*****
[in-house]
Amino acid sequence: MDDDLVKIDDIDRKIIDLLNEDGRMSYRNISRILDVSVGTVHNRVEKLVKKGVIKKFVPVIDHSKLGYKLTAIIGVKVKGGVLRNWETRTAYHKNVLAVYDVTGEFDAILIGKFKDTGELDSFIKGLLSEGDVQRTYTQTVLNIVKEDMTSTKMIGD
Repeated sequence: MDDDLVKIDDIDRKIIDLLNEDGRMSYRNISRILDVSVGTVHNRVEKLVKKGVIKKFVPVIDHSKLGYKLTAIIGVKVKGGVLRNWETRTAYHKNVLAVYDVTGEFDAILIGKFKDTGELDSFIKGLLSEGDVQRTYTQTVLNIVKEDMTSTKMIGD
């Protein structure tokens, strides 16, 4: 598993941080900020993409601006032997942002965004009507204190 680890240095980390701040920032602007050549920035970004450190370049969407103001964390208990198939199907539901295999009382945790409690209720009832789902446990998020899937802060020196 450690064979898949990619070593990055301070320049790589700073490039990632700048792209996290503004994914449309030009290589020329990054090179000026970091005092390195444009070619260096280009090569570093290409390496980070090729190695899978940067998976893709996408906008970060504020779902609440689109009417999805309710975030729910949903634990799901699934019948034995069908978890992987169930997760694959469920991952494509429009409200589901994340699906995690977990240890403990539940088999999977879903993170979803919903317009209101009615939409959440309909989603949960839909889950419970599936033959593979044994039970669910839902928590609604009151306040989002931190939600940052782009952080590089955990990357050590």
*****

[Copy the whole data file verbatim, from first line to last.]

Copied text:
[in-house]
Amino acid sequence: MDDDLVKIDDIDRKIIDLLNEDGRMSYRNISRILDVSVGTVHNRVEKLVKKGVIKKFVPVIDHSKLGYKLTAIIGVKVKGGVLRNWETRTAYHKNVLAVYDVTGEFDAILIGKFKDTGELDSFIKGLLSEGDVQRTYTQTVLNIVKEDMTSTKMIGD
Repeated sequence: MDDDLVKIDDIDRKIIDLLNEDGRMSYRNISRILDVSVGTVHNRVEKLVKKGVIKKFVPVIDHSKLGYKLTAIIGVKVKGGVLRNWETRTAYHKNVLAVYDVTGEFDAILIGKFKDTGELDSFIKGLLSEGDVQRTYTQTVLNIVKEDMTSTKMIGD
């Protein structure tokens, strides 16, 4: 598993941080900020993409601006032997942002965004009507204190 680890240095980390701040920032602007050549920035970004450190370049969407103001964390208990198939199907539901295999009382945790409690209720009832789902446990998020899937802060020196 450690064979898949990619070593990055301070320049790589700073490039990632700048792209996290503004994914449309030009290589020329990054090179000026970091005092390195444009070619260096280009090569570093290409390496980070090729190695899978940067998976893709996408906008970060504020779902609440689109009417999805309710975030729910949903634990799901699934019948034995069908978890992987169930997760694959469920991952494509429009409200589901994340699906995690977990240890403990539940088999999977879903993170979803919903317009209101009615939409959440309909989603949960839909889950419970599936033959593979044994039970669910839902928590609604009151306040989002931190939600940052782009952080590089955990990357050590």